South Africa: Rap song banned for incitement to violence



South Africa:
Rap song banned for incitement to violence

The song ‘Get Out’ by Zimbabwean-born hip-hop artist Zubz has been banned on the South African Broadcasting Corporation, SABC. This followed a complaint to the Broadcasting Compliants Tribunal of South Africa by a right wing party called Freedom Front Plus stating that the song contained hate speech

In its ruling, the Complaints Tribunal stated: “The song threatens imminent violence and is accordingly prohibited by the Broadcasting Code for Broadcasting”.

It added that while artists are usually afforded special leeway with regard to freedom of expression, the general effect of the song is one of a call to action with lyrics like “tell my people fight”, backed by machine gun sounds in the background.

The Tribunal stated: “Its dominant effect is that of militancy and violent threats”.

While the song can now no longer be broadcast, the commercial distribution of the DVD, or other recordings of the song, are not limited by this order.

‘Irresponsible and inexcusable’
The complaint about the song was laid by the Freedom Front Plus (FF+) in February 2008 after the song’s music video had been shown repeatedly on the channel’s late-night music show.

Freedom Front Plus Party spokesperson and member of parliament Willie Spies said the song is nothing other than hate speech, which is prohibited by the Constitution.

“The broadcast of this video on national tv in a country plagued by racially motivated attacks and murders, is not only inappropriate but also irresponsible and inexcusable,” he stated.

Some of the controversial lyrics which were quoted at the hearing say:

    “Understand I’m gonna get this panga to your neck.
    Take what is mine today and I’ll rob you tomorrow.
    Take my time it’s payback.
    Tell my people fight. And tell the oppressor get out.”

Willie Spies said the artist is portrayed in the video as a military commander addressing a group of black soldiers.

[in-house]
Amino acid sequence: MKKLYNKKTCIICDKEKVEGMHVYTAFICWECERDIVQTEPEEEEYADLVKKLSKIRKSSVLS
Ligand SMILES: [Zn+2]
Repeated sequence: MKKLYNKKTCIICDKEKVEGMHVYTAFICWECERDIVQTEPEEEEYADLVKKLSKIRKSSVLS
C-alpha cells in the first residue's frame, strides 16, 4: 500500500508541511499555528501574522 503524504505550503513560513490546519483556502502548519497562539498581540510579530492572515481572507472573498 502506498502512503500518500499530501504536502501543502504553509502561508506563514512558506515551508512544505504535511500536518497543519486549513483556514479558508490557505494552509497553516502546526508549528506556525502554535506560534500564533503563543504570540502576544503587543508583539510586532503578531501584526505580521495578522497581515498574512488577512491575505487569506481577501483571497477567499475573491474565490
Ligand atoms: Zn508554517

In its arguments before the commission, the Freedom Front Plus said it heavily relies on a previous decision by the commission in which a song by well-known songwriter Mbongeni Ngema was banned. The song, which referred to Indians, was found to be ‘undesirable’.

Willie Spies said the latest case is ‘remarkably’ similar to Mbongeni Ngema’s song
He said the Freedom Front Plus would, as a minority party dealing with Afrikaner interests, continue to fight in every possible forum against abuses such as the broadcasting of hate speech.

The broadcasting authority, however, did not rule on whether the song amounted to hate speech, only on the issue of incitement to violence.

‘Backward thinking’
Zimbabwean-born Zubz – whose real name is Ndabaningi Mabuye – is referred to by the British Council as one fo the most popular MCs performing in South Africa today. In a response to the incident Zubz said that his song has been taken out of context and has nothing to do with race.

Zubz was quoted as saying: “To assume being white is synonymous with being an oppressor is just backward thinking. When I spoke of ‘the oppressor’ I deliberately took race out, because the act of oppression can come from anyone, regardless of colour. I experience oppression from non-whites. My focus in the song is not on who does the oppressing, but the oppression itself.”


The song in question – music video on YouTube

Zubz: ‘Get Out’



Google News – continously updated:

Search: ‘Zubz’

PoliticsWeb – 7 May 2008:

‘Song inciting anti-white violence banned from SABC’ – 7 May 2008:

‘I despise racism, says Zubz’

Sowetan – 25 April 2008:

‘Zubz song incites violence’

Mail & Guardian – 10 April 2008:

‘No judgement yet on Zubz’s ‘hate song’ ‘

Hate music: rap, guns, and freedom of musical expression

Interview with Freemuse Chairperson Dr Martin Cloonan

More about incitement to violence on

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